“One of the world’s favorite types of stories is a good love story.”[1] Maybe that’s because of how captivating and gripping they are. Maybe that’s because every woman wants to be swept off her feet and every man wants to be the hero of a woman’s heart. I think it goes deeper than this. I think God hard-wired us to seek love. We were made in God’s very image and because God is a relational being (having and enjoying perfect communion within the Trinity) we too are relational beings seeking a deep communion with others. Sure this is why we enjoy friendship, but it’s also why we desire the flow of romance, “…boy meets girl, boy wins girls heart, boy marries girl…” And of course, part of the flow of romance is strong attraction. Jacob labored for many years to win lovely Rachel’s hand in marriage. Boaz was struck with Ruth’s virtue. And Solomon, who had many wives, spoke the following about one of them in Song of Solomon 4:1, “Behold, you are fair, my love!” In each of these stories there is thick romance, strong attraction, and an active pursuit. These love stories are indeed tales as old as time.

But when we come to God’s love, do the same things ring true? There is an active pursuit, for sure. We even call God the ‘Hound of Heaven’ who chases sinners down in His gospel grace. But is there beauty present in us that would grab ahold of God’s heart and somehow move Him to pursue us? No, there’s not. Because of our sin, beauty is the one thing missing in us. Which makes the gospel story a love story similar to Hosea and his adulterous wife Gomer. Yet, God’s love given through His Son, our Lord Jesus Christ, is indeed the greatest love story of all time, we could even say it’s a tale older than time itself that goes back all the way before the foundation of the world.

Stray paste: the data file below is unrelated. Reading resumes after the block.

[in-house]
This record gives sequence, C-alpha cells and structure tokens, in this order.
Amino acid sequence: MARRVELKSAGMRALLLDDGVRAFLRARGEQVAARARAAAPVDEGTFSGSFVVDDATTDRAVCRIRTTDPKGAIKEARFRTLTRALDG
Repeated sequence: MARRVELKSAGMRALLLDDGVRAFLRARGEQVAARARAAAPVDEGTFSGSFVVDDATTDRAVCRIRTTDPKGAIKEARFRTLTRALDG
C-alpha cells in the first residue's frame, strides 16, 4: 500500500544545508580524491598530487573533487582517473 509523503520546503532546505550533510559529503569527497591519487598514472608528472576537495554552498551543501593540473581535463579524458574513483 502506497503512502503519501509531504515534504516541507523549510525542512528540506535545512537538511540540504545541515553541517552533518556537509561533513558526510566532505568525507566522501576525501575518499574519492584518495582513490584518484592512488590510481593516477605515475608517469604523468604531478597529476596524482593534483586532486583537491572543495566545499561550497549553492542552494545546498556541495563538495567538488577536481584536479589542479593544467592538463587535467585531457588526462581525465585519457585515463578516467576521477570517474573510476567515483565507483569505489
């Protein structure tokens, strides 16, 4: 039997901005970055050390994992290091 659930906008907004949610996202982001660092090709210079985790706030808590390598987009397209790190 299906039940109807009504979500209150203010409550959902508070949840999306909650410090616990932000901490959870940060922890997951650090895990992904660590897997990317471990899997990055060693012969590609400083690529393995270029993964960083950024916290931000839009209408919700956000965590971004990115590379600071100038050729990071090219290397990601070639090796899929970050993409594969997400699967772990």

How is all this true? What does it look like? Why did God send His Son if there was no beauty in us to strongly attract Him to us? Well, this and more is before us in our passage.

In Romans 5:1-5 we see the many blessings of being justified by faith alone: peace with God, access into grace, rejoicing in hope, rejoicing even in our sufferings, and experiencing the love of God being poured into us through the Holy Spirit who permanently resides within us. As we come now to 5:6-11 Paul desires to show us more. You think he had already exhausted his list of the benefits and blessings of the Christian, but he keeps on! Specifically in v6-11 to show us just how God has poured out His love to us. Paul does this in two ways. First in v6-8 he gives us a description of God’s love. And then second, in v9-11, he gives us the implications of what God’s love leads to.[2]

The Glorious Love of God (v6-8)

“For while we were still weak, at the right time Christ died for the ungodly. For one will scarcely die for a righteous person—though perhaps for a good person one would dare even to die—but God shows His love for us in that while we were still sinners, Christ died for us.”

There is one argument made in these three verses. That God’s love is glorious and has been displayed for all to see in the death of Jesus. This basic statement is given to us in v6, and then it’s proved in v7-8. See v6 then, what it states clearly. It begins with “For…” to connect with v5, where we learned how God pours His love into our hearts by the Holy Spirit. But ask, ‘How do we know God’s love?’[3] Is it just the pouring into us that God does or is it more? v6 shows us it is more. Yes, God’s love is poured into our hearts by the Spirit, but His love isn’t just a feeling in our hearts we have, it’s a sacrifice He made. That’s what v6 brings home to us. The love of God seen in the death of Christ on the cross is factual proof of God’s love (v6), but God’s love is far more than just historical fact isn’t it? It’s driven home to our hearts (v5) and where we experience His love through the Spirit.[4]